Every year undercurrents usually brings back a few artists that have been involved with the festival before, but with Forstner & Fillister comes the only chance this year to see a show that has previously appeared as a work in development in the same setting. Everything you love about the previous undercurrents or even the Fresh Meat version of this show is still totally there, but now in an expanded 70-minute version(!).
Brothers Forstner and Fillister welcome you all to their presentation at the International Industrial Wood Working Conference, where they will show you how to build a dining room table using only traditional woodworking techniques as taught to them by their wood-forward father. Not all is well however, as there appears to be quite the unspoken rivalry between the moody traditionalist Forstner and the more forward-thinking Fillister. Like How to Disappear Completely, Forstner and Fillister explores the philosophical implications of a trade that generally doesn’t occupy the public consciousness, though the artistry inherent in the job is obvious (are we starting to see a new genre of theatre that serves as the spiritual heir to TED talks? I’m beginning to wonder).
What’s really admirable about F&F is their ability to stay entertaining in the moment through their frequent mini-competitions with each other and in so doing maintaining a sense of humour in the same vein as Anchorman: The Legend of Ron Burgundy, while the subtext of the show is actually a thoughtful look into the way traditional notions of masculinity prevent men who have every reason to share themselves with each other from actually doing so. The continued relevance of traditional woodworking in a world where IKEA is increasingly becoming the standard forms a neat analogue to traditional hairy, beer-swilling masculinity becoming only one option for the modern Western man.
While there is something undeniably appealing and romantic about the idea of the craftsman slowly honing his skill over years and creating a beautiful product with his rough, bare hands and minimal tools, in a world with a population of over 7 billion and increasing economic uncertainty there comes a time to accept that things have to move on by necessity. Examining masculinity isn’t a new concept at this point by any means, but what sets this show apart is (spoilers!) its ability to offer a solution where men can understand and sympathize with each other without having to directly talk about their feelings. Whether or not you think that’s a good thing really depends on your own perspectives towards traditional masculinity: it’s completely possible for two guys to emotionally support each other indirectly, but I admit that there usually has to be a certain amount of intimacy between them already for that to really work. Most relationships between men aren’t so ready-made as being literal brothers, but since we are still pretty early in the fight to deconstruct masculinity on wider social level (though socially excellent progress has been made in recognizing the more problematic aspects of traditional masculinity such as sexual entitlement, this show wisely stays away from those particular issues) it’s reassuring for there to be an artistic example of traditionally masculine men coping with their emotional issues even if their perspective doesn’t enjoy the social dominance it once did. At the same time, I acknowledge that a large motivation for deconstructing traditional masculinity is to allow men to do the very thing F&F don’t – directly talking about their feelings without any associated stigma – so depending on how much importance you place on the open discussion, you might be frustrated by the subtlety of this particular angle.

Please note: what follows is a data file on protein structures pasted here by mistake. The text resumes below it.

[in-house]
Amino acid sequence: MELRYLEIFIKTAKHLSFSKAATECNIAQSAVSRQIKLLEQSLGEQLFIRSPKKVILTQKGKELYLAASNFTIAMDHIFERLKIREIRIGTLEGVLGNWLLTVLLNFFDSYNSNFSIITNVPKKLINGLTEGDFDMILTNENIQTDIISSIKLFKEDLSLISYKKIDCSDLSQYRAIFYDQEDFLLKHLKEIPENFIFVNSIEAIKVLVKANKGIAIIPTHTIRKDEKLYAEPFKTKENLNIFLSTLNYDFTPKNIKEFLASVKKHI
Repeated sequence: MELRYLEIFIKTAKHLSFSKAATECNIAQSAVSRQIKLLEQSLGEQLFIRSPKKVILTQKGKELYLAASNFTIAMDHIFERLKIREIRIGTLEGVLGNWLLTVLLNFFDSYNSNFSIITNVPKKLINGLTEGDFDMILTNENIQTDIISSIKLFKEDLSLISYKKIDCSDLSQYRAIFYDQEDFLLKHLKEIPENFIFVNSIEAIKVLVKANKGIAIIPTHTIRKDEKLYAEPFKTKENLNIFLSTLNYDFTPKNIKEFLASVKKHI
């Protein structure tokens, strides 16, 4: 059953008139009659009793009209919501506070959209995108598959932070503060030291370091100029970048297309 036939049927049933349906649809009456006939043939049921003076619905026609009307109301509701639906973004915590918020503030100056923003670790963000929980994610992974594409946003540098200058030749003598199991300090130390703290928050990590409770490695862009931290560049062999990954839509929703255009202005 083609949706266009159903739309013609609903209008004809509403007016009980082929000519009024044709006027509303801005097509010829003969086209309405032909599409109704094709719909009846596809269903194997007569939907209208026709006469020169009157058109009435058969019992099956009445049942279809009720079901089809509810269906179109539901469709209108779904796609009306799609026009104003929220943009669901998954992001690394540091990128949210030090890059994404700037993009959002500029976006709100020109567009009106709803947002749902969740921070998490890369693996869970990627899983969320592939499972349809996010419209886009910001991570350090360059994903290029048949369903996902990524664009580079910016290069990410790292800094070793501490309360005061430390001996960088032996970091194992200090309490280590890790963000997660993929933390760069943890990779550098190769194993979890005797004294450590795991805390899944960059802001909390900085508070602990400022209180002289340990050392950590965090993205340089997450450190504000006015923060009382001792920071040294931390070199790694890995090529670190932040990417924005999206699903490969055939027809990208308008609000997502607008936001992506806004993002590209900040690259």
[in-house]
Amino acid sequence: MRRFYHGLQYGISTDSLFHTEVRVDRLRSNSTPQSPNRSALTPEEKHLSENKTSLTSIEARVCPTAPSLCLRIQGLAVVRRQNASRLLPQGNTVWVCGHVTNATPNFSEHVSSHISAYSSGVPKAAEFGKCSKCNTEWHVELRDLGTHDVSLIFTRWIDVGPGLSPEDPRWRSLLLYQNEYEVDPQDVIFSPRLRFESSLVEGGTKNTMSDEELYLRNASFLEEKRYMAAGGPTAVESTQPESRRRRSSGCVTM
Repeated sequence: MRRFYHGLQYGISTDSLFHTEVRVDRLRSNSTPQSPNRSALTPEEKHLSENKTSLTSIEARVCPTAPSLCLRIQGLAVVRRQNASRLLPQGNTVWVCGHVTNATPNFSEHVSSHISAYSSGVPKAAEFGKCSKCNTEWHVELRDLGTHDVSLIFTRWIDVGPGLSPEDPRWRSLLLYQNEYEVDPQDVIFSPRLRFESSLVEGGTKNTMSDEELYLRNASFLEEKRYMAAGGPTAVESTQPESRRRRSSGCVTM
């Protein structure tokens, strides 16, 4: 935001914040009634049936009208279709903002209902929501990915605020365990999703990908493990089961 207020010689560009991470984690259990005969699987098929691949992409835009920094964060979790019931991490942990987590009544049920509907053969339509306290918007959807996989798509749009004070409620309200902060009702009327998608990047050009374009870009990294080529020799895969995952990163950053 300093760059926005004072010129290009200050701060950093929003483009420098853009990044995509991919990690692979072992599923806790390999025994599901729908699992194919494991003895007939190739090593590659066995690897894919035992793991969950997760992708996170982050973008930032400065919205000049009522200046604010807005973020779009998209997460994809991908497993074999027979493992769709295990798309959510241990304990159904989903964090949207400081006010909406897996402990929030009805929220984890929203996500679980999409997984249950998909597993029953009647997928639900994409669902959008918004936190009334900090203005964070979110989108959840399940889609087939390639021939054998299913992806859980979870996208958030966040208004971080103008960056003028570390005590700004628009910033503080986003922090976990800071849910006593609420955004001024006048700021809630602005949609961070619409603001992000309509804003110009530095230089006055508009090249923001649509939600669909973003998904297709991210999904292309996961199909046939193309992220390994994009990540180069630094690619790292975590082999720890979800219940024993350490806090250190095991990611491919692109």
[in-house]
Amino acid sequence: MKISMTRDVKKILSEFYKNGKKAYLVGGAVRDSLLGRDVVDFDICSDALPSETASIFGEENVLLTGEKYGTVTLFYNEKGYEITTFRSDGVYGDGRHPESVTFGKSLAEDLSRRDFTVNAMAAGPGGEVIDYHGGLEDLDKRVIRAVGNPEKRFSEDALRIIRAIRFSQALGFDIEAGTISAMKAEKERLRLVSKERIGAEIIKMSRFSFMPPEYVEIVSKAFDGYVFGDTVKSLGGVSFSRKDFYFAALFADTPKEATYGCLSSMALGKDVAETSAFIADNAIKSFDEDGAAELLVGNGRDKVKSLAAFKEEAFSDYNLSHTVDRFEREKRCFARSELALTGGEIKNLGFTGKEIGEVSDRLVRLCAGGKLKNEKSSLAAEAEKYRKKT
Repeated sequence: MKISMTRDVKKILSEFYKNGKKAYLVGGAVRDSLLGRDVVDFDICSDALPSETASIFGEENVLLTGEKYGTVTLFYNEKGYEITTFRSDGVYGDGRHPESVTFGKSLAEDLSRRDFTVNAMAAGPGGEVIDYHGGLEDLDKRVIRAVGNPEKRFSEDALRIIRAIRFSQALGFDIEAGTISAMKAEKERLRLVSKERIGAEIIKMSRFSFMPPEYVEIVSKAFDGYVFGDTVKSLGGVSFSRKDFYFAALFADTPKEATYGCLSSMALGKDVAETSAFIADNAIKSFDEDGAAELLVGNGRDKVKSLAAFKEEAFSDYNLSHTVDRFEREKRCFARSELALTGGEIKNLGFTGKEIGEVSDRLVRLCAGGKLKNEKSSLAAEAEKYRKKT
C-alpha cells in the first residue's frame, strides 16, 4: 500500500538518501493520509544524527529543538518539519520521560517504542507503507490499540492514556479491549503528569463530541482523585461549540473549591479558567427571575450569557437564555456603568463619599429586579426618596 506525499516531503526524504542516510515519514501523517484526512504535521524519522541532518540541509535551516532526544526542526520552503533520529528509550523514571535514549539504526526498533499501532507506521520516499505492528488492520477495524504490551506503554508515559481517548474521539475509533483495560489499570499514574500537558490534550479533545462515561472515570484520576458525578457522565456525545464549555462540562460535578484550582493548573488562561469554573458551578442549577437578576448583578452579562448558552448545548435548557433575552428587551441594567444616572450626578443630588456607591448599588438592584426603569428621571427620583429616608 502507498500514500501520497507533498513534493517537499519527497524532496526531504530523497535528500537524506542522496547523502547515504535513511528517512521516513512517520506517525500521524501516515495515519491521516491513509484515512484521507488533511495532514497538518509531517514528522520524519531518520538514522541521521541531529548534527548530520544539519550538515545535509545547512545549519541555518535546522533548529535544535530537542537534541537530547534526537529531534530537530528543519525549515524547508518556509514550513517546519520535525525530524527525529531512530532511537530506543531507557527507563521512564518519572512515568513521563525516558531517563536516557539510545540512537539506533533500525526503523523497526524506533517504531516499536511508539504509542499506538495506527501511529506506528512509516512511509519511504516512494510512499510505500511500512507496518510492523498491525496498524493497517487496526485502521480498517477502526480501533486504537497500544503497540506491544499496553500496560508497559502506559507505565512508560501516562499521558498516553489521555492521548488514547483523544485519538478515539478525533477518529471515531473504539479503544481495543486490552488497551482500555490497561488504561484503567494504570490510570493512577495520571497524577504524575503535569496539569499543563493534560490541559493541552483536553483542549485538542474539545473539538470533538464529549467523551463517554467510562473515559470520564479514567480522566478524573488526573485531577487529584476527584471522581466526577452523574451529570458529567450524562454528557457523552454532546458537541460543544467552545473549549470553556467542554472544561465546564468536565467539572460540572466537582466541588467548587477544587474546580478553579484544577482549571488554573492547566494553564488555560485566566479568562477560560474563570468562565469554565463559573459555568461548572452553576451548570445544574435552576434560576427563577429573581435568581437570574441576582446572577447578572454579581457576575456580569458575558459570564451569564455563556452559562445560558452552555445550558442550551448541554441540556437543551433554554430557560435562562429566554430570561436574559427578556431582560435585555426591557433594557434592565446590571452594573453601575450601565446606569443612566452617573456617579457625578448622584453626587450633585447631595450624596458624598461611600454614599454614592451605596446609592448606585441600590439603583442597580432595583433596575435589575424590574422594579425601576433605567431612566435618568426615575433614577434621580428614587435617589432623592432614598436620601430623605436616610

Forstner & Fillister Present: Forstner & Fillister in: Forstner & Fillister is an entertaining hour of woodworking knowledge, one-upmanship, and a timeliness that doesn’t beat you over the head with it. On top of it all, performers Will Somers and David Benedict Brown are just really funny to watch. With all this going for it, F&F is another successful example of “in development” programming at Ottawa theatre festivals coming to fruition.
Forstner & Fillister Present: Forstner & Fillister in: Forstner & Fillister
An F & F Production
Created by David Benedict Brown, Will Somers, and Madeleine Boyes-Manseau
Performed by David Benedict Brown and Will Somers
Directed by Madeleine Boyes-Manseau